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Washington Senate passes resolution honoring Ukrainian people as ‘shocking’ Russian invasion intensifies

March 2, 2022 Updated Wed., March 2, 2022 at 9:15 p.m.

Washington State Legislative Building in Olympia.  (Albert James/The Spokesman-Review)
Washington State Legislative Building in Olympia. (Albert James/The Spokesman-Review)
By Albert James The Spokesman-Review

OLYMPIA – The Washington Senate on Wednesday adopted a resolution in support of the people of Ukraine and Ukrainian Americans.

The resolution, which was co-sponsored by all 49 members of the Senate, comes after legislative budget writers included about $19 million in this year’s supplemental operating budget for Ukrainian refugees coming to Washington.

The Senate recognized the “democratic values shared by the people of Washington State and the people of Ukraine,” and condemned “the unprovoked Russian invasion of Ukraine,” according to the text of the resolution.

In a floor debate marked by numerous emotional moments, senators told stories about their ties to Ukraine and Eastern Europe and their encounters with Ukrainian individuals. A group of Ukrainian and Ukrainian Americans, led by Valeriy Goloborodko, honorary consul of Ukraine for Washington and Oregon, watched the proceedings with Ukrainian flags in hand from the chamber gallery.

Sen. Jaime Pedersen, D-Seattle, said he had visited Russia and Ukraine numerous times as a college student. He was there during the “magical time” where Ukraine became an independent country, “as they were looking forward to independence, to freedom and to a chance to write their own destiny,” he said.

“It just makes me heartsick to see what is happening to those brave and proud people these days,” Pedersen said.

Sen. Mark Schoesler, R-Ritzville, told a story about how he hosted a Ukrainian student as part of an agricultural education exchange program soon before the Iron Curtain fell. He said he was able to develop a deep understanding of that student and the Soviet Union , and has thought about that student as the situation in Ukraine has developed over the past few weeks.

“My family’s heart wonders what happened to the young man,” Schoesler said.

Pedersen likened the dynamic along the Ukraine/Russia border to that of the Washington/Oregon border – people and goods flow uninterrupted and people have connections on both sides of the border. What is going on in the region today is, he said, “as if Washington went to war with Oregon.”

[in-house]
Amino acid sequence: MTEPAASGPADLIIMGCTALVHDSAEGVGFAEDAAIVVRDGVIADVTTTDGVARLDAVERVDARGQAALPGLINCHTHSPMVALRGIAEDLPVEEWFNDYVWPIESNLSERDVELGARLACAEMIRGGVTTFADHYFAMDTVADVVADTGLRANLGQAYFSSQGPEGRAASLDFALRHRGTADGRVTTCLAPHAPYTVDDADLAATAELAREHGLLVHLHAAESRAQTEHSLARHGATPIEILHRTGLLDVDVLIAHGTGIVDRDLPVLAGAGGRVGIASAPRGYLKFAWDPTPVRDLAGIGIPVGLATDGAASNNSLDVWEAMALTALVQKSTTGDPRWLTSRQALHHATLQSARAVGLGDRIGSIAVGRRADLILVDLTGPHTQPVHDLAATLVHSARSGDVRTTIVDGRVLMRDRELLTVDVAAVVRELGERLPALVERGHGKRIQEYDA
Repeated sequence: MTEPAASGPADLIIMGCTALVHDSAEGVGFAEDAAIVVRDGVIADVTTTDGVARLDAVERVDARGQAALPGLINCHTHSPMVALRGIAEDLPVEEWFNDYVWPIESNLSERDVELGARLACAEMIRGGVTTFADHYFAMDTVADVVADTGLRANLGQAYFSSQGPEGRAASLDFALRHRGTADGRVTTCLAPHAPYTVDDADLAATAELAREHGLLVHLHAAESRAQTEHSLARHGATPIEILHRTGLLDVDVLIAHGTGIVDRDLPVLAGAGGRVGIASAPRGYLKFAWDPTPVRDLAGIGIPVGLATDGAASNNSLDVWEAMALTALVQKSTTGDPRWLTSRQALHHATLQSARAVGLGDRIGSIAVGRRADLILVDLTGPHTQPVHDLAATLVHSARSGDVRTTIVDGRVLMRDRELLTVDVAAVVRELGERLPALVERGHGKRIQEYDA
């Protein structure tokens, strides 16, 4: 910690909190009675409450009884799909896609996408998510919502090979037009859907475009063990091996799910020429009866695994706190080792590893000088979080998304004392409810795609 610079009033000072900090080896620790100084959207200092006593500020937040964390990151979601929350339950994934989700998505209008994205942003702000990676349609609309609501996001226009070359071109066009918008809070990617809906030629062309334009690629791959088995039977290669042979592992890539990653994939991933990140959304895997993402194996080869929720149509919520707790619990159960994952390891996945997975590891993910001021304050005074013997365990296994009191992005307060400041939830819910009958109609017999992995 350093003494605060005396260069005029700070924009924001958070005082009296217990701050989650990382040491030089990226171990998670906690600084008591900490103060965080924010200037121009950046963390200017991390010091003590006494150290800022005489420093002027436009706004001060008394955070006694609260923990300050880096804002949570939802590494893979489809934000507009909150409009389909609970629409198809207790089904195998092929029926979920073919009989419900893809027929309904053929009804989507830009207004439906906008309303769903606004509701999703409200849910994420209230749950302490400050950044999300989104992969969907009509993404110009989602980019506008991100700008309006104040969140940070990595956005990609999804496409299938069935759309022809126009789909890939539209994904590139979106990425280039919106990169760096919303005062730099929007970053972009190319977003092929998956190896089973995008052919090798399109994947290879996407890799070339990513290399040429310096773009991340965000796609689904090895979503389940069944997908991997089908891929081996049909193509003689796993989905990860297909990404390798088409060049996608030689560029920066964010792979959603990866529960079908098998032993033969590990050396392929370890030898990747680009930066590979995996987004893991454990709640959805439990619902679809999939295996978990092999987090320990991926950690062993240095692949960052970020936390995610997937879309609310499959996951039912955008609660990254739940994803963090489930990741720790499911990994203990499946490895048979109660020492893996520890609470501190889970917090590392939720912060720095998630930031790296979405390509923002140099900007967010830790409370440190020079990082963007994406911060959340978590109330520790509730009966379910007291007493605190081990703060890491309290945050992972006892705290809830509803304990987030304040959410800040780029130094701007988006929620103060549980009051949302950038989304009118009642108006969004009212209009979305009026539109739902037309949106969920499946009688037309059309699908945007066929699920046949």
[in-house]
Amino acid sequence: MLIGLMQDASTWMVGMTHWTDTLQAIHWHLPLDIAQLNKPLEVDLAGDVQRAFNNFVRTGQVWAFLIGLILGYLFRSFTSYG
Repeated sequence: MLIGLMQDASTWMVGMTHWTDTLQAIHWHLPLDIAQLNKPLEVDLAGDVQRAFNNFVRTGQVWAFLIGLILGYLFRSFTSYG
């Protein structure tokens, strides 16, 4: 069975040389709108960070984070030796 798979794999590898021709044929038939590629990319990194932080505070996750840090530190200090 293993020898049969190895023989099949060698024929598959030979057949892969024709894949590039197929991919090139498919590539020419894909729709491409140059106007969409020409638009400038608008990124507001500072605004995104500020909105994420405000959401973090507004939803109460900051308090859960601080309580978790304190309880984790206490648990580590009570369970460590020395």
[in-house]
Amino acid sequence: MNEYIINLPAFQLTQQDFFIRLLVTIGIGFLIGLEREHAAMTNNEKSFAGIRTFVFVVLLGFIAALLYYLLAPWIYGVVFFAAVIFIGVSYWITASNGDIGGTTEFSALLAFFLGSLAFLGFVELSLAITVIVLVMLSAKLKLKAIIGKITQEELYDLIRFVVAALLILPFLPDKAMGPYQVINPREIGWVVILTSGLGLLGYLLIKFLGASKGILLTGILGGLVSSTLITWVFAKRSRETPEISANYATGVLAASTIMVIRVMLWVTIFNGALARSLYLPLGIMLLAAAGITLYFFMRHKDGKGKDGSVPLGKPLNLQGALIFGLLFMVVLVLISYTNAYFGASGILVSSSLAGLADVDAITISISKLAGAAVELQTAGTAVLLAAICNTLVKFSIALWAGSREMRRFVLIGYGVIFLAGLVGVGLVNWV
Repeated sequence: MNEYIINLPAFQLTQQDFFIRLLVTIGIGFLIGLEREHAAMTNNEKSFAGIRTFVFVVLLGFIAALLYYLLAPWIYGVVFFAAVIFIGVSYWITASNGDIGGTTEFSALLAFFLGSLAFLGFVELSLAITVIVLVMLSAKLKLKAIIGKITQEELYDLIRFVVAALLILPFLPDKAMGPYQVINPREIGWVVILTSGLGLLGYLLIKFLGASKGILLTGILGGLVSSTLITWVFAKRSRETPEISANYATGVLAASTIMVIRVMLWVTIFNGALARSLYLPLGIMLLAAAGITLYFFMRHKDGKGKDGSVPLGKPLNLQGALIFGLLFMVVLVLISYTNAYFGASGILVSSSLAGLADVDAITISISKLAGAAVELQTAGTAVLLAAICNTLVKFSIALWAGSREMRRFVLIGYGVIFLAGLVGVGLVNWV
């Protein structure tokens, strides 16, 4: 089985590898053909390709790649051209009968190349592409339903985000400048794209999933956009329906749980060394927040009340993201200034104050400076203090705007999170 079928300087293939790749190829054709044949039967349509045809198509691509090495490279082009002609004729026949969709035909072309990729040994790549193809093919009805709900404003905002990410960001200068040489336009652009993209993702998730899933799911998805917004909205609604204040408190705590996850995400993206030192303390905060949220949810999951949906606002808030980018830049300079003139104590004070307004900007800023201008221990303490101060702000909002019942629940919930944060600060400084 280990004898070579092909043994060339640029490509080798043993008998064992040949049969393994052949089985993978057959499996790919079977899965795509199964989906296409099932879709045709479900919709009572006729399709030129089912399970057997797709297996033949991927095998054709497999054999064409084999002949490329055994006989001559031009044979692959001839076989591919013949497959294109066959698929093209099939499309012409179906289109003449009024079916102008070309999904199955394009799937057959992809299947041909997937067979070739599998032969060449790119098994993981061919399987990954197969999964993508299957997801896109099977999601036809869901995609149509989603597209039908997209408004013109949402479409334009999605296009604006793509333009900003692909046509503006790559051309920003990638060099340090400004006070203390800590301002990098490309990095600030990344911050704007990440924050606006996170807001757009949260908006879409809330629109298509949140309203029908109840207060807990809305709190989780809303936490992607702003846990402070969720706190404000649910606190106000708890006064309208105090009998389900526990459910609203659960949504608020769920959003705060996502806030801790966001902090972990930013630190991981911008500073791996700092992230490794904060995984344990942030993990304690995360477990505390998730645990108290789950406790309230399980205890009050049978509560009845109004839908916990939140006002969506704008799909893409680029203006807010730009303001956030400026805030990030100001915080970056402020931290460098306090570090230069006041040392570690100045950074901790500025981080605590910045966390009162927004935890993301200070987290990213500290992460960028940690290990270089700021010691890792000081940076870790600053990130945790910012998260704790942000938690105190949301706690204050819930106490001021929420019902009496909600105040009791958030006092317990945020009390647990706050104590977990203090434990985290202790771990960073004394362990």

“The fact that those people are now in a position of fighting with each other is shocking in 2022,” Pedersen said. “I think we had all believed and hoped that we had left that part of our world, part of our history behind.”

Sen. Marko Liias, D-Everett, said both Ukrainians and Russians opposed to the conflict should be lifted up during this time. The fight is not between Ukrainians and Russians, he said, but between Ukrainians and “one man who chose this dangerous and violent pathway – President Putin - and the small number of kleptocrats who prop him up in Russia.”

On Monday, Gov. Jay Inslee ordered a review of state money to see if any of it was going to Russian companies or investments in the country. Inslee said state agencies should expect to sever ties with any Russian companies, and encouraged private businesses to do the same. Inslee met with members of the Ukrainian community in Washington on Wednesday, including members of the Ukrainian Association of Washington State, the Ukrainian Chamber of Commerce and the Ukrainian Community Center of Washington.

Sen. Tim Sheldon, D-Hoodsport, called for the United States to stop purchasing oil and natural gas from Russia. While Americans could see cost increases, he said, “it makes no sense to pay a despot like Putin for his natural resources” while sending aid to those he is attacking.

“I don’t think there is anyone in this country that would not make that sacrifice – make it today – for the Ukrainian people,” Sheldon said. “Sure, it might cost us a little more money. I’m sure we can afford it, because we cannot afford to watch what’s happening on the television set any longer. It has to end soon.”

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